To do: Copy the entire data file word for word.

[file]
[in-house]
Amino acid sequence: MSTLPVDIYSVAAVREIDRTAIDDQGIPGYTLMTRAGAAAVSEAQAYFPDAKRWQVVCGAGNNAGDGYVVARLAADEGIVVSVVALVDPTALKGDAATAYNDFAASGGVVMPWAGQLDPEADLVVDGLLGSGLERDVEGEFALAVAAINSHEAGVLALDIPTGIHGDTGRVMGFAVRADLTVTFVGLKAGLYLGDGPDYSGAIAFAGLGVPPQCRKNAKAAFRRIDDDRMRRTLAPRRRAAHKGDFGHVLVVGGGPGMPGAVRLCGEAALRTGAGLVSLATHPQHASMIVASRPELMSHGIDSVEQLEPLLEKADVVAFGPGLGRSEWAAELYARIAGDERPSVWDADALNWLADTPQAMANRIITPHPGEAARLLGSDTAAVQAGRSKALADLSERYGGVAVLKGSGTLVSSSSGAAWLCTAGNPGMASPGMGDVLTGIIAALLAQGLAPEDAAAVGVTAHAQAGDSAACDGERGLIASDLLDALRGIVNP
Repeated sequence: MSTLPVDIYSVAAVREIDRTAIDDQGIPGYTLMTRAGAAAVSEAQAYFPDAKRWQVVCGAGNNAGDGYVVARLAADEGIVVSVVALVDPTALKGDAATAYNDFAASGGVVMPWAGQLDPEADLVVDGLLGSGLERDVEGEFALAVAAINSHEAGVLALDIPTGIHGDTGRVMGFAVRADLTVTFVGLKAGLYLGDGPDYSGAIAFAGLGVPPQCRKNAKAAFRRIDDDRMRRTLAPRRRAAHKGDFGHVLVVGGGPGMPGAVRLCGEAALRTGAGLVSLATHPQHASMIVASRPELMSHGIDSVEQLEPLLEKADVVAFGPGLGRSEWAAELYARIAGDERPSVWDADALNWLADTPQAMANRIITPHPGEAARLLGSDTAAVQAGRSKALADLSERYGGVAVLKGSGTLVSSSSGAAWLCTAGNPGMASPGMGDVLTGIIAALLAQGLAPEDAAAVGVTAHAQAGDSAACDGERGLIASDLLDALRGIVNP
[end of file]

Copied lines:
[in-house]
Amino acid sequence: MSTLPVDIYSVAAVREIDRTAIDDQGIPGYTLMTRAGAAAVSEAQAYFPDAKRWQVVCGAGNNAGDGYVVARLAADEGIVVSVVALVDPTALKGDAATAYNDFAASGGVVMPWAGQLDPEADLVVDGLLGSGLERDVEGEFALAVAAINSHEAGVLALDIPTGIHGDTGRVMGFAVRADLTVTFVGLKAGLYLGDGPDYSGAIAFAGLGVPPQCRKNAKAAFRRIDDDRMRRTLAPRRRAAHKGDFGHVLVVGGGPGMPGAVRLCGEAALRTGAGLVSLATHPQHASMIVASRPELMSHGIDSVEQLEPLLEKADVVAFGPGLGRSEWAAELYARIAGDERPSVWDADALNWLADTPQAMANRIITPHPGEAARLLGSDTAAVQAGRSKALADLSERYGGVAVLKGSGTLVSSSSGAAWLCTAGNPGMASPGMGDVLTGIIAALLAQGLAPEDAAAVGVTAHAQAGDSAACDGERGLIASDLLDALRGIVNP
Repeated sequence: MSTLPVDIYSVAAVREIDRTAIDDQGIPGYTLMTRAGAAAVSEAQAYFPDAKRWQVVCGAGNNAGDGYVVARLAADEGIVVSVVALVDPTALKGDAATAYNDFAASGGVVMPWAGQLDPEADLVVDGLLGSGLERDVEGEFALAVAAINSHEAGVLALDIPTGIHGDTGRVMGFAVRADLTVTFVGLKAGLYLGDGPDYSGAIAFAGLGVPPQCRKNAKAAFRRIDDDRMRRTLAPRRRAAHKGDFGHVLVVGGGPGMPGAVRLCGEAALRTGAGLVSLATHPQHASMIVASRPELMSHGIDSVEQLEPLLEKADVVAFGPGLGRSEWAAELYARIAGDERPSVWDADALNWLADTPQAMANRIITPHPGEAARLLGSDTAAVQAGRSKALADLSERYGGVAVLKGSGTLVSSSSGAAWLCTAGNPGMASPGMGDVLTGIIAALLAQGLAPEDAAAVGVTAHAQAGDSAACDGERGLIASDLLDALRGIVNP